This project is part of the Artist/Curator Project in partnership with CONSTANCE and Salamanca Arts Centre, made possible by the Australian Government’s Regional Arts Fund, which supports the arts in regional and remote Australia.
Sunday 10 June—Sunday 24 June, 5–9pm | Old Good Year Warehouse, corner of Argyle and Bathurst Street
The Pink Palace
Image: Carolee Schneemann, Fuses, 16mm film. 18 min, still. Courtesy Electronic Arts Intermix (EAI), New York.
Dexter Rosengrave & Patrick
Maria Blackwell & Karen
Samuel Mountford & Kristy
Tess Campbell & Michael
In 1963, the colour of the Risdon Prison walls led the Mercury newspaper to dub it ‘The Pink Palace’. Despite its slow fade into beige, the nickname stuck.
Over the past six months, four Tasmanian artists have been working in collaboration with four Risdon Prison inmates to create a series of new video works examining time on the inside, as part of a project facilitated by Constance ARI in association with Dark Mofo 2018. The results include a potato currency, virtual inmates, endurance performance by proxy and a horse named Salvadore.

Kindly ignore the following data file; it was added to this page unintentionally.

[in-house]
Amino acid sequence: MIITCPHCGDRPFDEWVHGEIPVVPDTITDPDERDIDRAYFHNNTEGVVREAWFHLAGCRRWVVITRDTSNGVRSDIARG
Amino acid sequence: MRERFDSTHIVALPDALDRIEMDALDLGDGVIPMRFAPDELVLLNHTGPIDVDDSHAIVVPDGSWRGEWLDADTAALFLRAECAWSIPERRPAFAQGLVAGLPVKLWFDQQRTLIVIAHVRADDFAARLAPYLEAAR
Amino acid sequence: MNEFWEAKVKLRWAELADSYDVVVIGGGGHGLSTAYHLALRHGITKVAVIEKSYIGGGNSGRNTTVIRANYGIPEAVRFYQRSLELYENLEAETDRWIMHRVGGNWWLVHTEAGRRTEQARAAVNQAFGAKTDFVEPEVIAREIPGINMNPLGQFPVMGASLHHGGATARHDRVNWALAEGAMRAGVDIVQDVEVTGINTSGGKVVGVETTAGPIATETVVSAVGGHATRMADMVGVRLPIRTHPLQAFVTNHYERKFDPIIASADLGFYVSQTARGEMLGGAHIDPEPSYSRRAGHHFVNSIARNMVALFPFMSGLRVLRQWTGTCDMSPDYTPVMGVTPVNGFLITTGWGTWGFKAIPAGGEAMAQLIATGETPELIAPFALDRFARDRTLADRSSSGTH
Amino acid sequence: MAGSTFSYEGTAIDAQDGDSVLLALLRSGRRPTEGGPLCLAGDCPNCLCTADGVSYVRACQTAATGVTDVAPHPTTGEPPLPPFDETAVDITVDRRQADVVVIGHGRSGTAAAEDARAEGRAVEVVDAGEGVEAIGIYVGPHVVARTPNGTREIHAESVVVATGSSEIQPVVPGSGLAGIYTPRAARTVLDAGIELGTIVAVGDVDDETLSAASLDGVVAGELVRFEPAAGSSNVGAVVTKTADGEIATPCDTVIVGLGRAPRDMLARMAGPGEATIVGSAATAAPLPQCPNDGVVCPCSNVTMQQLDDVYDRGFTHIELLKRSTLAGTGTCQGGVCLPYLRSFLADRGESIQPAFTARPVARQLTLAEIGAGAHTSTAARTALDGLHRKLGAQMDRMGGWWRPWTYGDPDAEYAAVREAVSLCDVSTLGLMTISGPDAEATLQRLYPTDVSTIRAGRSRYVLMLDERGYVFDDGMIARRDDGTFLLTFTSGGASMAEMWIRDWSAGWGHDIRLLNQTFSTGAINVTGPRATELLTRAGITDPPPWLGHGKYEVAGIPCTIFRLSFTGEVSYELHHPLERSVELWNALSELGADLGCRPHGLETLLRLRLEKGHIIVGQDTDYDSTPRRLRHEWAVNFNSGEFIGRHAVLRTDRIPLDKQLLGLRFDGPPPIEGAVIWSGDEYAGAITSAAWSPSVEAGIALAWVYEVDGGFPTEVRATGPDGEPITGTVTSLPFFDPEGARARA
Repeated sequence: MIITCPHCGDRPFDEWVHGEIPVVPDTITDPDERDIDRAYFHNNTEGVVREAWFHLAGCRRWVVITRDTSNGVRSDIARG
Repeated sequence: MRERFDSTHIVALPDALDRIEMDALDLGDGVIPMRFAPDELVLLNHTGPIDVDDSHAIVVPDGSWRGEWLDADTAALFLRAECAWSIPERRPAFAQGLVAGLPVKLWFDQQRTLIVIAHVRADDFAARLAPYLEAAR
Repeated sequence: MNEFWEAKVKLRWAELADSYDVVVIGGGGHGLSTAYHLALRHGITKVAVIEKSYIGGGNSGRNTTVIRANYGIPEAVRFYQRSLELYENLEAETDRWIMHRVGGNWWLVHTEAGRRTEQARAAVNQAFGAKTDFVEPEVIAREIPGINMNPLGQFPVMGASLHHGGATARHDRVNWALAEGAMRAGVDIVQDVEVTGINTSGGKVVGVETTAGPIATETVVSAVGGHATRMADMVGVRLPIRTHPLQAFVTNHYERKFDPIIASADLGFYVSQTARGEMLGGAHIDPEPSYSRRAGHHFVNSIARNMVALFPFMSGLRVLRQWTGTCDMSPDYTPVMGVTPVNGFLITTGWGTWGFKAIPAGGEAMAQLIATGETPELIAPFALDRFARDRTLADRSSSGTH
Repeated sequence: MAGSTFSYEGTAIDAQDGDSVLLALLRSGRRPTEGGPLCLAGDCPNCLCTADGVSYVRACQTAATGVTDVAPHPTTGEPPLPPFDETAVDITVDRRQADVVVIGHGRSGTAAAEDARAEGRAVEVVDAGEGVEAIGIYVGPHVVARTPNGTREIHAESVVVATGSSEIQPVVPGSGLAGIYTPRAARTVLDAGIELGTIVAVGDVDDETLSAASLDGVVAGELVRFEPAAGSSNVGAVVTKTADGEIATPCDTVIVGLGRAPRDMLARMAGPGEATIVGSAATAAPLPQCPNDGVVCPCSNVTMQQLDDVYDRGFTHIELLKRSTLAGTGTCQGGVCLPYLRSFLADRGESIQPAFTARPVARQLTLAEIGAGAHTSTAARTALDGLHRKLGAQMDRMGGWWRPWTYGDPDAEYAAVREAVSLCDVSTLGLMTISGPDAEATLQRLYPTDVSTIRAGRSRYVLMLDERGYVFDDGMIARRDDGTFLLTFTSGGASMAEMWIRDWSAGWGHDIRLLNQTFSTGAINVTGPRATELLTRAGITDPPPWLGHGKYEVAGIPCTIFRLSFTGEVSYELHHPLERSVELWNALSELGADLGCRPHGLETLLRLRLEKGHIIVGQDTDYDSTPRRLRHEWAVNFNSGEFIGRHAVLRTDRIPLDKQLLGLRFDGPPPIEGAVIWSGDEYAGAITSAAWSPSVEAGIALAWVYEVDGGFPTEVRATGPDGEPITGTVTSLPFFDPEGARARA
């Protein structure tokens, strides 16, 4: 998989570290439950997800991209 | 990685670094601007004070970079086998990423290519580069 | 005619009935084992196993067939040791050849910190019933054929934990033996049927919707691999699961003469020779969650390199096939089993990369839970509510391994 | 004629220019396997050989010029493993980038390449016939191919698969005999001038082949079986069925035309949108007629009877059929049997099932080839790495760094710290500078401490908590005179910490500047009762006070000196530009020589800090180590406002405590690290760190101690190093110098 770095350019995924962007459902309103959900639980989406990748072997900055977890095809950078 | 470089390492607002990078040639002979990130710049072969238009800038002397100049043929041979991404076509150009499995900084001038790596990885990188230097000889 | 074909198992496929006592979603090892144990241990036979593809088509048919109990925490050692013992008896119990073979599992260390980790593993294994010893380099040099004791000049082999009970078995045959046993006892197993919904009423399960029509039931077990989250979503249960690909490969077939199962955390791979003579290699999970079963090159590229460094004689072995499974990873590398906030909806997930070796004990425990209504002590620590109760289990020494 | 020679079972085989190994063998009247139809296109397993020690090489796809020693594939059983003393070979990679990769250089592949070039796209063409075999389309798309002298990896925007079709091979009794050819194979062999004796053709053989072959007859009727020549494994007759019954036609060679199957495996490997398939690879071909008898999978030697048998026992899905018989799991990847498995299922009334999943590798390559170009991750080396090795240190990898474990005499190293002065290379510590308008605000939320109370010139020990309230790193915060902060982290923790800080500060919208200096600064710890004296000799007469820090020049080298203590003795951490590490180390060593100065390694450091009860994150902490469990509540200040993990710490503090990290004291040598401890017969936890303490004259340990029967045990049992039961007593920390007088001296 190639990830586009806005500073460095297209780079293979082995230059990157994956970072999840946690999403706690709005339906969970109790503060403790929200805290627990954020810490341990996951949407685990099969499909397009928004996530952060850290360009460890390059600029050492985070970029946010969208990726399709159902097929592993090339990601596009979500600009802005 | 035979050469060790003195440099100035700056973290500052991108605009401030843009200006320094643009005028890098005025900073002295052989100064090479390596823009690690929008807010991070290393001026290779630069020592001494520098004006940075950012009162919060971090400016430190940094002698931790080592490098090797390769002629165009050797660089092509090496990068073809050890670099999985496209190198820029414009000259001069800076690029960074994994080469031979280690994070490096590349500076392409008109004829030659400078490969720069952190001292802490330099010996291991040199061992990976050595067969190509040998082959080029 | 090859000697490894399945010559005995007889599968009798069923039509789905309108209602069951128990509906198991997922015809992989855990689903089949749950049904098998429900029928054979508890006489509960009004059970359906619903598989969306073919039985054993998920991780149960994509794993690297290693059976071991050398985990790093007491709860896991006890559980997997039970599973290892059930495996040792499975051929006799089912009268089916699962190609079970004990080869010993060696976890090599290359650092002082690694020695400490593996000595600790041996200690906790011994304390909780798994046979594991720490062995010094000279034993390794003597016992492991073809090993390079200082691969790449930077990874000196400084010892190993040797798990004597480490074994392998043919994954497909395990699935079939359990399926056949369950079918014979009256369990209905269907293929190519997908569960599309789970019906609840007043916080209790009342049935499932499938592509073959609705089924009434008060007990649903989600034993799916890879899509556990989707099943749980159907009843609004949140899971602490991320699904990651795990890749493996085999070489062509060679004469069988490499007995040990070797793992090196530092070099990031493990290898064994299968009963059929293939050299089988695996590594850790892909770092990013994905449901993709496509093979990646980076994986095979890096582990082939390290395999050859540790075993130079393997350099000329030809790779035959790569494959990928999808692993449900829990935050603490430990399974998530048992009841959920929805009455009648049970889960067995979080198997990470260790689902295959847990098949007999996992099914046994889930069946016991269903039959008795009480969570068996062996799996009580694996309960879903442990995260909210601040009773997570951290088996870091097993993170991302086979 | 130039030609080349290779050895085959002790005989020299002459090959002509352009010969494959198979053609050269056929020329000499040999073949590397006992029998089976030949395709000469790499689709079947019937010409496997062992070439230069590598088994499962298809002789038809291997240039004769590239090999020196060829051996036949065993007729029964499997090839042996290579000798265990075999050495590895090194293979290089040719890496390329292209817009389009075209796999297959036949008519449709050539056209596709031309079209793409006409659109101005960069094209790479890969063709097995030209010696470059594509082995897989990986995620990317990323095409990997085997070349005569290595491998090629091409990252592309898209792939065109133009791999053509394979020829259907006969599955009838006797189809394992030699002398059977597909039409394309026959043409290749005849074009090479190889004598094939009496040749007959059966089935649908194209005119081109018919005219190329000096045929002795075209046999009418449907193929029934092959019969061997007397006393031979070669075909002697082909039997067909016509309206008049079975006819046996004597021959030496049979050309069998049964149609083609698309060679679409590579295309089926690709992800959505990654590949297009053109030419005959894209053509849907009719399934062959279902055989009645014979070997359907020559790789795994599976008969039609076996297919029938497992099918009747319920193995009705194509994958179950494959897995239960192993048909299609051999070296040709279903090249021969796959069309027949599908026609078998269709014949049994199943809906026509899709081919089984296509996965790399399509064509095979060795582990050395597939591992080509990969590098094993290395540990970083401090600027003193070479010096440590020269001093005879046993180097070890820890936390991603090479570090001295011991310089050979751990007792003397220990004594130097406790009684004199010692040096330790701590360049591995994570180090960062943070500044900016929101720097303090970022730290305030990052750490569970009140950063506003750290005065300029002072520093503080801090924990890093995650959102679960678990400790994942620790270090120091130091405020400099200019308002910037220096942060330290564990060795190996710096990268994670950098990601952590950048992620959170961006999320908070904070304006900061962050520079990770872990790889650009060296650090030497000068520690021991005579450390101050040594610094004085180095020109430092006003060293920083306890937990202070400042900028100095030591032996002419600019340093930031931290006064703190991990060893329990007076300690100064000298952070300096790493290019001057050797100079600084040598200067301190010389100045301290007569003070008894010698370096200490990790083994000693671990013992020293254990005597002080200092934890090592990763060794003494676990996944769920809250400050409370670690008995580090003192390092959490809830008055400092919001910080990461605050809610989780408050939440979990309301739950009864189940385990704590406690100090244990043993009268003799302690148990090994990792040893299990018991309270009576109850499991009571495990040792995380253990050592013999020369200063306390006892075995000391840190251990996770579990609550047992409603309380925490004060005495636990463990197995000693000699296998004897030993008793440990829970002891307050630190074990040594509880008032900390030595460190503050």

Wednesday 24th October—Sunday 28 October | Victoria Gunpowder Magazine, 20 Carriage Drive, Domain TAS 7000
Carolee Schneemann, Fuses, 16mm film. 18 min, still. Courtesy Electronic Arts Intermix (EAI), New York
Chloe Alison Escott (Hobart)
BABY (fka Callan) (Melbourne)
Carolee Schneemann (New York)
Damien Jalet/Gilles Delmas (Paris)
An exhibition and performance space of raw states, as achingly personal as it is dissonant and uncertain. (Eco)sexuality, identity, spiritual force, a lyrical and narrative reflection on nature, society, its slippages, its resistances. Exploring subconscious and connective forces through the reflective offering of art and the creative mind.
December 7th, 2017 — February 10th 2018 | IMAS Mawson exhibition space, MAS Reception and IMAS Wet Laboratories, 20 Castray Esplanade, Battery Point